Harwood considered his tea. It had gone cold.

The Dean leaned forward and depressed a button on his intercom. “Ms. Blake.”

“Yes, sir?”

“Would you retrieve for me the contact information for one Mrs. Elaine Mercer? She’s a student in the department. I need to contact her urgently.”

“Of course, sir.” The line went dead with a rattle and a sound of muffled surprise as his receptionist greeted someone.

He waited in grim curiosity as he heard indecipherable words exchanged beyond his now-closed office door. The first voice, Ms. Blake’s, rose in concern to the thud of footfalls approaching, but cut off quickly at the shrill bark of a reply.

His door swung open without ceremony and admitted four people he never wanted to see together. The hounds of academic apocalypse: the three Engineering Department regents, including Chairwoman Renee Naughton, and her assistant.

Immediately behind them, bound up in a flustered rage, Mrs. Blake tried to push between them, but they wouldn’t budge, so she opted to go around them. Her gaze quested for eye contact with Harwood, but he carefully avoided it, and instead fixed his scowl on Chairwoman Naughton and her entourage.

“I am sorry, sir,” his secretary said. “I couldn’t stop them.”

Dean Harwood steeled himself and rose from his chair at the sight of his likely executioners. “Leave us, Ms. Blake, and close the door behind you.”

She did so without a word.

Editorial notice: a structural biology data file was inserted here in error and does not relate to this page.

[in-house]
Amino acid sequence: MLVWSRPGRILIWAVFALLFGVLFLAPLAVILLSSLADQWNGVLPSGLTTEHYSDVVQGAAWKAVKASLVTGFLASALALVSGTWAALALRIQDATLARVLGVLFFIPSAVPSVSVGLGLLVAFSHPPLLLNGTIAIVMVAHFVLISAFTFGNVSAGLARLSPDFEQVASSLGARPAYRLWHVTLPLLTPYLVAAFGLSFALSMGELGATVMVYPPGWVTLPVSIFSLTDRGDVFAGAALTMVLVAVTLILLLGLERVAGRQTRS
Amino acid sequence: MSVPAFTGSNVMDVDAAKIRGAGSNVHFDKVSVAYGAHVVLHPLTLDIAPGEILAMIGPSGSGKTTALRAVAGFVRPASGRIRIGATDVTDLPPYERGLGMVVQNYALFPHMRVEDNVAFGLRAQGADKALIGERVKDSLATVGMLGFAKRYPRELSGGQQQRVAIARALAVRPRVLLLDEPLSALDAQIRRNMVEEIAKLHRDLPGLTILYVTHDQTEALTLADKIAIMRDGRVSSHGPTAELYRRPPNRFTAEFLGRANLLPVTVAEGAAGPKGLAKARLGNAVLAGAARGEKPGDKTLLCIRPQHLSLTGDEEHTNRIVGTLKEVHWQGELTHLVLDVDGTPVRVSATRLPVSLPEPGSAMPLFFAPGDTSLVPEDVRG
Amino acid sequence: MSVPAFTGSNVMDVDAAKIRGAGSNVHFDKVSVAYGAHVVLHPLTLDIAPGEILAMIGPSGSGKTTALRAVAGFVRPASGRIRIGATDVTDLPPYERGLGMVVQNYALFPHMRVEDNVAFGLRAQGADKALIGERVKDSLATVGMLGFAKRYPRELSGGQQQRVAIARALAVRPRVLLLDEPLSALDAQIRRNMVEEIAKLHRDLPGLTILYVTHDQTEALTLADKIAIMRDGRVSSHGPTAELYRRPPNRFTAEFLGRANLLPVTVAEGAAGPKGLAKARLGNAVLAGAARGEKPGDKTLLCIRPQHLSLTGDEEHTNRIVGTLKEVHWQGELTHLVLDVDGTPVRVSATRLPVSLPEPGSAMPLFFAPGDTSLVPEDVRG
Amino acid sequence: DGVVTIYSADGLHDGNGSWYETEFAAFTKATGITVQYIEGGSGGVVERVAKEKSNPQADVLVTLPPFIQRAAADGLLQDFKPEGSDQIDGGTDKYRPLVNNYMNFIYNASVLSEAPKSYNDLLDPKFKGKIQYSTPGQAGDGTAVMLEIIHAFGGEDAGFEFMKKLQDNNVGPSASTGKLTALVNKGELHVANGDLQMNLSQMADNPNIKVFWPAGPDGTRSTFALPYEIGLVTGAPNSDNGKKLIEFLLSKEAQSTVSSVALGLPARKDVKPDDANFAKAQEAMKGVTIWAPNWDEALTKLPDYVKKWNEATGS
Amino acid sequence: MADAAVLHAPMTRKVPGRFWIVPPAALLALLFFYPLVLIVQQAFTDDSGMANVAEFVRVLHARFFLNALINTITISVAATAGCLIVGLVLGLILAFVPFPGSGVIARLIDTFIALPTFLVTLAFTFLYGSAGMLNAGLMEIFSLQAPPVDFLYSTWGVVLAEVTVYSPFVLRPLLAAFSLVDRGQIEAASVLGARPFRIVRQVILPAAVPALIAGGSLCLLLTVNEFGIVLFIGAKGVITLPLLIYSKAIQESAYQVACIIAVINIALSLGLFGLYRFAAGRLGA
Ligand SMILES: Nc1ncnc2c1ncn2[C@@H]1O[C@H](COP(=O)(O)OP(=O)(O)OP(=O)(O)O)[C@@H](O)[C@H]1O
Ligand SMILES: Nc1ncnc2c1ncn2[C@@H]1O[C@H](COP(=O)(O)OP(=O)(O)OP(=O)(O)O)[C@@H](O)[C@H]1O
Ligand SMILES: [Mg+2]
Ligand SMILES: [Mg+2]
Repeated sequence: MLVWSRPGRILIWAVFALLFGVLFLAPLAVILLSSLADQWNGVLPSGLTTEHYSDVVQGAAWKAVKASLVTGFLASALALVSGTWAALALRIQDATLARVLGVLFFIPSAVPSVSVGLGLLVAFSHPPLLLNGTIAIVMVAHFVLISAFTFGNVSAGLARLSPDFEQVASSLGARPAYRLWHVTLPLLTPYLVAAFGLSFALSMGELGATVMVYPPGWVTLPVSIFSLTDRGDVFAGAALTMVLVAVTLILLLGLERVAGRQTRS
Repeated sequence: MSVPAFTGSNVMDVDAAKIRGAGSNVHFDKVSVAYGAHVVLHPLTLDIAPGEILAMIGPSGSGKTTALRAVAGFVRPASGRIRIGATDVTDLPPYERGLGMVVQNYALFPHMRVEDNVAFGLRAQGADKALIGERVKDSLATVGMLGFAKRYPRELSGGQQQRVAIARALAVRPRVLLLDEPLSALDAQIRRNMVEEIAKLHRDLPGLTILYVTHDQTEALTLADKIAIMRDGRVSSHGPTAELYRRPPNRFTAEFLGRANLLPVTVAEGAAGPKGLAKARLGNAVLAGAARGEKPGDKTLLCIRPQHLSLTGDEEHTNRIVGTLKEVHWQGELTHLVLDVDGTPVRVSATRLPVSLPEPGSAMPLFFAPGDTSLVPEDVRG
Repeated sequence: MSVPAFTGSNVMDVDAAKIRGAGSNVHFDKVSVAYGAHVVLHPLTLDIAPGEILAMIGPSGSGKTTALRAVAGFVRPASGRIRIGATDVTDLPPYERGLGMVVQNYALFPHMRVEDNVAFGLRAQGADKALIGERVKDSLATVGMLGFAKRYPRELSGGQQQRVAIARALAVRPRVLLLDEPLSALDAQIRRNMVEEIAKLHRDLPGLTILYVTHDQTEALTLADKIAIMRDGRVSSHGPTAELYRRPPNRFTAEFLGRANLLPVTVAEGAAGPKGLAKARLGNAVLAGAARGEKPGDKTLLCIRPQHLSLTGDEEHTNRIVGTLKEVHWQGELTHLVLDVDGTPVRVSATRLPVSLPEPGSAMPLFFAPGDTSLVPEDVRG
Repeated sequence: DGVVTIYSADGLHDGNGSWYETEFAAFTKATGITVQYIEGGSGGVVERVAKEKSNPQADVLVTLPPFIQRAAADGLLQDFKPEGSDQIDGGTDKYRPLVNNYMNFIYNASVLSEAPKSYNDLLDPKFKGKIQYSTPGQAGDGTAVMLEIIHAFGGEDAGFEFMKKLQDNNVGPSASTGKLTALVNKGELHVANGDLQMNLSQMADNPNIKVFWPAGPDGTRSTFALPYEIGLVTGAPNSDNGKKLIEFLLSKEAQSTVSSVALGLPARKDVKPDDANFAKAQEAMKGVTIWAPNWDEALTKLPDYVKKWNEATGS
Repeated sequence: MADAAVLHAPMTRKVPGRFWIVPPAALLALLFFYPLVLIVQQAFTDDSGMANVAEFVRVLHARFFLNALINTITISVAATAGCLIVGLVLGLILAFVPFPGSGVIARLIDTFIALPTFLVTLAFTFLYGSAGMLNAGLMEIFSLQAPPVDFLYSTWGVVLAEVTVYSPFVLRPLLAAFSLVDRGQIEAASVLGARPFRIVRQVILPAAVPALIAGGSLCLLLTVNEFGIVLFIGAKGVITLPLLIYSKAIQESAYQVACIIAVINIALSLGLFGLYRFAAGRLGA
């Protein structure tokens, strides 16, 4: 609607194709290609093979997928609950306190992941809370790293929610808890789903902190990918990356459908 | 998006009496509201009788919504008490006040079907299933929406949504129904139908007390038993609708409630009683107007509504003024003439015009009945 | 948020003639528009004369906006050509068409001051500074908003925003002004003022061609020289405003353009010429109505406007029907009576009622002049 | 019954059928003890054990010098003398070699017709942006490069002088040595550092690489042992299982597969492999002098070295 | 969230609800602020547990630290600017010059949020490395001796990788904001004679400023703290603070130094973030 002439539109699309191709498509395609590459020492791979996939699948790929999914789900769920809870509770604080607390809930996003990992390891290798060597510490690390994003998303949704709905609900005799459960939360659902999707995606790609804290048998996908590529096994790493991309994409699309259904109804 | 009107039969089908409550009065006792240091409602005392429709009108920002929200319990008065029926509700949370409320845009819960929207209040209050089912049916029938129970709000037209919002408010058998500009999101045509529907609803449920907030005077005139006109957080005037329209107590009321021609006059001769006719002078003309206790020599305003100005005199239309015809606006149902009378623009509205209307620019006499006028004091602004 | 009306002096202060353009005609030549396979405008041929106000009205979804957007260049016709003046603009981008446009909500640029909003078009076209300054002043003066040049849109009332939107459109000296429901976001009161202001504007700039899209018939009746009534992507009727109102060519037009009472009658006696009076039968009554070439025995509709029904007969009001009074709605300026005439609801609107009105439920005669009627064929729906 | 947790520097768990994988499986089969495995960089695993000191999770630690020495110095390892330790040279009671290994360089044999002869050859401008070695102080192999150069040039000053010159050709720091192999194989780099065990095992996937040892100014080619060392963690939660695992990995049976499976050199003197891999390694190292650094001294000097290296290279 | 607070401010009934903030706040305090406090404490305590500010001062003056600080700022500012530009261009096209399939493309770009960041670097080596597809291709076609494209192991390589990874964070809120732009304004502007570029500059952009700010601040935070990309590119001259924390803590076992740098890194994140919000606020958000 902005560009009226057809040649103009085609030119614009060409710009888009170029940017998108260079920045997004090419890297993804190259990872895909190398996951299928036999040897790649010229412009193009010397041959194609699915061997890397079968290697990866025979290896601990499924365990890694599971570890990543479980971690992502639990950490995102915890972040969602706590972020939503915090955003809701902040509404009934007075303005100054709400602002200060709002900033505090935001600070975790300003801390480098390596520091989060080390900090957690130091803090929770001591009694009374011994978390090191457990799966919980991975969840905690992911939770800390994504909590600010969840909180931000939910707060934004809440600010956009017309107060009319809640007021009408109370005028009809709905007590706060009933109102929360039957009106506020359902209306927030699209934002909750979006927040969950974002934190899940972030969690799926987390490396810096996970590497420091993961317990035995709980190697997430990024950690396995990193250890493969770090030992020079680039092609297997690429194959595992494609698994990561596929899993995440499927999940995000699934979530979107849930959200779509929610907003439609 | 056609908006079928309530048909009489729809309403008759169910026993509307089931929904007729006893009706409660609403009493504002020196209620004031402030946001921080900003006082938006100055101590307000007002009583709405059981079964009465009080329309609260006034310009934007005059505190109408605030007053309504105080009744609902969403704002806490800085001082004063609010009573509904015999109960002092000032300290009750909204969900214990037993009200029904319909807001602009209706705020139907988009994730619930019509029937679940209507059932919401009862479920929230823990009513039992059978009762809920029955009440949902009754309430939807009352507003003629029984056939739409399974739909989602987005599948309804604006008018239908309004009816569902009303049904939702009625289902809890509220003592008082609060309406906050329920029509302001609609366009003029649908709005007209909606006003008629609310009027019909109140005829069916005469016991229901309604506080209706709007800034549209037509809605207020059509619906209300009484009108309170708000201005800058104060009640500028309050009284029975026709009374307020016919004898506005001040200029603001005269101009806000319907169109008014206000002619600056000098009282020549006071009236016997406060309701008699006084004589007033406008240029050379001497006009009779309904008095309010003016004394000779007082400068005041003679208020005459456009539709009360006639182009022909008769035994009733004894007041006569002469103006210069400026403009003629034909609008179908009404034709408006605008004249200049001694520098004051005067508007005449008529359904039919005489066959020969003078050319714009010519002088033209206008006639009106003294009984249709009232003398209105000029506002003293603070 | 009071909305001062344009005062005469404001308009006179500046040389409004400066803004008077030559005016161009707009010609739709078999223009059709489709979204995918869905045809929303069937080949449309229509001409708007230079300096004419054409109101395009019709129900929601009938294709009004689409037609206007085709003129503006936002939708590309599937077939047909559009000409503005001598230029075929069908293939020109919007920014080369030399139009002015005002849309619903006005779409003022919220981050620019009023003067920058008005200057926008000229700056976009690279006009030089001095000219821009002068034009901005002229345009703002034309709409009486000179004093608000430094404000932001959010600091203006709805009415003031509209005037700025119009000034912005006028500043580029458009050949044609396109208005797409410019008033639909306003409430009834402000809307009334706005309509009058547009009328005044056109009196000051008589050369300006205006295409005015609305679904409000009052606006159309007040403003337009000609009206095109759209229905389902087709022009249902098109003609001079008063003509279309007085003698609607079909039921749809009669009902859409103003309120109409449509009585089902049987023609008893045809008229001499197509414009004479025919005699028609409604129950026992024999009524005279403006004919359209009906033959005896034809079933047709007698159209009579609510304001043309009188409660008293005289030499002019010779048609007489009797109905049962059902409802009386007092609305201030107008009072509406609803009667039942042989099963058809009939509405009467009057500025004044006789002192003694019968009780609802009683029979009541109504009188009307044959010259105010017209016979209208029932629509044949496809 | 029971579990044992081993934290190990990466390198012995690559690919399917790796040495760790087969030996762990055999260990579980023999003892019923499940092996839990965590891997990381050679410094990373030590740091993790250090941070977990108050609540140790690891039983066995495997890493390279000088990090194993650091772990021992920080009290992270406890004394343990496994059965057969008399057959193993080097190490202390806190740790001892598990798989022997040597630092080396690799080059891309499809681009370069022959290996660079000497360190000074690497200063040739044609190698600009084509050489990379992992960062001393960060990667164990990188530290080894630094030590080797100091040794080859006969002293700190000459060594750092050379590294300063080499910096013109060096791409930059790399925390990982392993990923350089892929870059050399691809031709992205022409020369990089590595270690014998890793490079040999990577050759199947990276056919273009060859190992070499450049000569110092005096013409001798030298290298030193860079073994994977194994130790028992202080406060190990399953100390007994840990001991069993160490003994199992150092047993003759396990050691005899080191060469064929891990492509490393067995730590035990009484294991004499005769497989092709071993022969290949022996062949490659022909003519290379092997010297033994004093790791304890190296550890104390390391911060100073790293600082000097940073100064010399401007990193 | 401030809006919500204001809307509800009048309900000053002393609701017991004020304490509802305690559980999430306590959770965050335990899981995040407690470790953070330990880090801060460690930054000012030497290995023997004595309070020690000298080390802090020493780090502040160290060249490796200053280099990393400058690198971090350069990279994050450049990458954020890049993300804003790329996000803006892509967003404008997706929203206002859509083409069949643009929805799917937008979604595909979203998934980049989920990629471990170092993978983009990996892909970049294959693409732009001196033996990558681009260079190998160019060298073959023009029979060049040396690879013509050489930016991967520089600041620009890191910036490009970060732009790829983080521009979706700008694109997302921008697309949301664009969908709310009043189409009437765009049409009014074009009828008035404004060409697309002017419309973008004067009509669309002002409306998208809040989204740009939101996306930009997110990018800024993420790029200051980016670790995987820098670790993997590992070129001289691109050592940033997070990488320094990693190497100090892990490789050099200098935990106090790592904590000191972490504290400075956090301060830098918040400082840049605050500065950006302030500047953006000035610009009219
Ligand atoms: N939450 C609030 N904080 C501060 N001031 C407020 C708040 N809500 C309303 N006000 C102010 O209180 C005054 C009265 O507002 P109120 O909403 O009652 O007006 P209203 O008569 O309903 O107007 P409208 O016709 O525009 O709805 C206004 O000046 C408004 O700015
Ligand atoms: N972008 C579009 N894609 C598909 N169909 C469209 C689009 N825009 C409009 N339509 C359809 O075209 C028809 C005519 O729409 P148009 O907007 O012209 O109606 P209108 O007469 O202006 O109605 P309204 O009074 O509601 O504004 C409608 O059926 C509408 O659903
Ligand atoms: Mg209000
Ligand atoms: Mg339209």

And then they were upon him: the Chairwoman stepped forward. She was a short woman who made up for her lack of stature with the size of her ambitions—a political 800-pound gorilla stuffed into a size-zero Jovani designer dress suit. Her fully-grey hair pinned back into a bun that rose just barely above the inclination of her head, behind a gaze that could level the most impertinent of men. Directly flanking her, the other two regents, folded their arms in silence, willing to let her break the silence with her iron prow before adding their own wind to the discussion, no doubt. And finally, bringing up the rear, the Chairwoman’s assistant, a reed thin, bespectacled strip of a girl who Harwood only knew as Wilder.

The Chairwoman herself opened the conversation with a broadside.

“Explain yourself, Richard.”

The shadow that crossed the perfect polish of his mahogany desk brought with its umbra the promise of disaster foretold as sure as an eclipse would to an ancient, savage tribe. The owner of the shadow certainly extinguished any hope that Harwood had for a sedate ending to his day. His mind worked furiously as surely further grey hairs sprouted ex nihilo from his head. The budget was down, certainly, but not enough to be a concern. This quarter’s grades across all students seemed to have slumped, which didn’t look good, but from what he understood it was felt to be a failing for the entire university and couldn’t be pinned on his department alone.

“This is in regard to what, Madam Chairwoman?”

“Your department has been admitting a lot more graduate students this year than would usually be permissible,” the Chairwoman said. She raised a flattened palm over her shoulder and her assistant placed a brown folder in it. Looking over the contents, she continued, “And these students—ASU grads, I might add—have not brought to our graduate program much prestige at all. Quite the opposite, in fact.”